Urban Homeworks estimates that its volunteers have helped remove debris from more than 3,500 homes since Sunday. The Minneapolis Red Cross operated the shelter for those affected by the tornado at the Northeast Armory and estimates that it has served more than 1,000 meals and 6,000 snacks, distributed 196 comfort kits, made 180 medical service contacts, hosted 396 overnight shelter stays, and deployed three mobile feeding and bulk distribution trucks.
For more information about how the City of Minneapolis is helping north Minneapolis recover from the tornado visit the Minneapolis Recovers website
Red Cross shelter for families displaced by tornado moves to North Commons Recreation Ctr
May 27, 2011 (MINNEAPOLIS) The temporary shelter set up for individuals and families who were displaced from their homes after the May 22 tornado is being moved today to the North Commons Recreation Center in Minneapolis. The new shelter location is closer to the areas hardest-hit by the tornado, so families will be closer to home as they continue the recovery process following this devastating storm.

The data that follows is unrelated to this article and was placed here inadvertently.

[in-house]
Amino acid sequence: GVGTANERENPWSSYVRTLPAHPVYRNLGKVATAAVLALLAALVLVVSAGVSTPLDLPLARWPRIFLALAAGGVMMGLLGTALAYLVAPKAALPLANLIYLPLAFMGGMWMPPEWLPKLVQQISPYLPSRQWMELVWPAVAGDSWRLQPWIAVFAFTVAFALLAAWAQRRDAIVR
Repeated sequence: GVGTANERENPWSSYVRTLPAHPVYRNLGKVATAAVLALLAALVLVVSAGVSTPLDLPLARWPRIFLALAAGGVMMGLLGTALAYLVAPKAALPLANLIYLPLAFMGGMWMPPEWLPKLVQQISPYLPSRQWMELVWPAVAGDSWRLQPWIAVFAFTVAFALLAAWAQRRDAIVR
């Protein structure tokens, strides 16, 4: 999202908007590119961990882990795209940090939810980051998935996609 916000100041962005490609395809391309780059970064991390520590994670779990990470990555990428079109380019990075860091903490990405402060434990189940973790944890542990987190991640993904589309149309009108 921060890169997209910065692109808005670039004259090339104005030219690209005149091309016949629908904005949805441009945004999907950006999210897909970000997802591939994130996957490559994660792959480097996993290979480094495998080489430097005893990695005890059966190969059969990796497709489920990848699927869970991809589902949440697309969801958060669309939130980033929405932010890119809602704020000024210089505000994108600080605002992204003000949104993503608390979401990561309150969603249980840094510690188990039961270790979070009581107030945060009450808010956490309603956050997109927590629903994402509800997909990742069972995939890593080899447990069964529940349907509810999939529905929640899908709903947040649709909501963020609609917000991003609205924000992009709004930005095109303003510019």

The City of Minneapolis and the American Red Cross opened a jointly operated shelter immediately following the tornado at the Northeast Armory on Sunday night to provide temporary shelter for people displaced from their homes. Beginning today at 10 a.m., the shelter is moving to the North Commons Recreation Center at 1801 James Ave. N. in Minneapolis.
The Red Cross will provide shelter residents with a safe place to sleep, food and beverages, health services, mental health services, resource referrals, and long-term recovery planning. Red Cross workers will also be supporting additional feeding in the affected neighborhoods.
People at the shelter will have access to the computer lab, shower and locker room facilities at North Commons Recreation Center. The recreation center will be closed to the general public while being used as a temporary Red Cross shelter; however, outdoor amenities including playgrounds, outdoor basketball and tennis courts, and baseball and soccer fields will be available to both the general public and people staying overnight at the shelter.
The American Red Cross will operate the facility with the support of the Minneapolis Park and Recreation Board and the City of Minneapolis.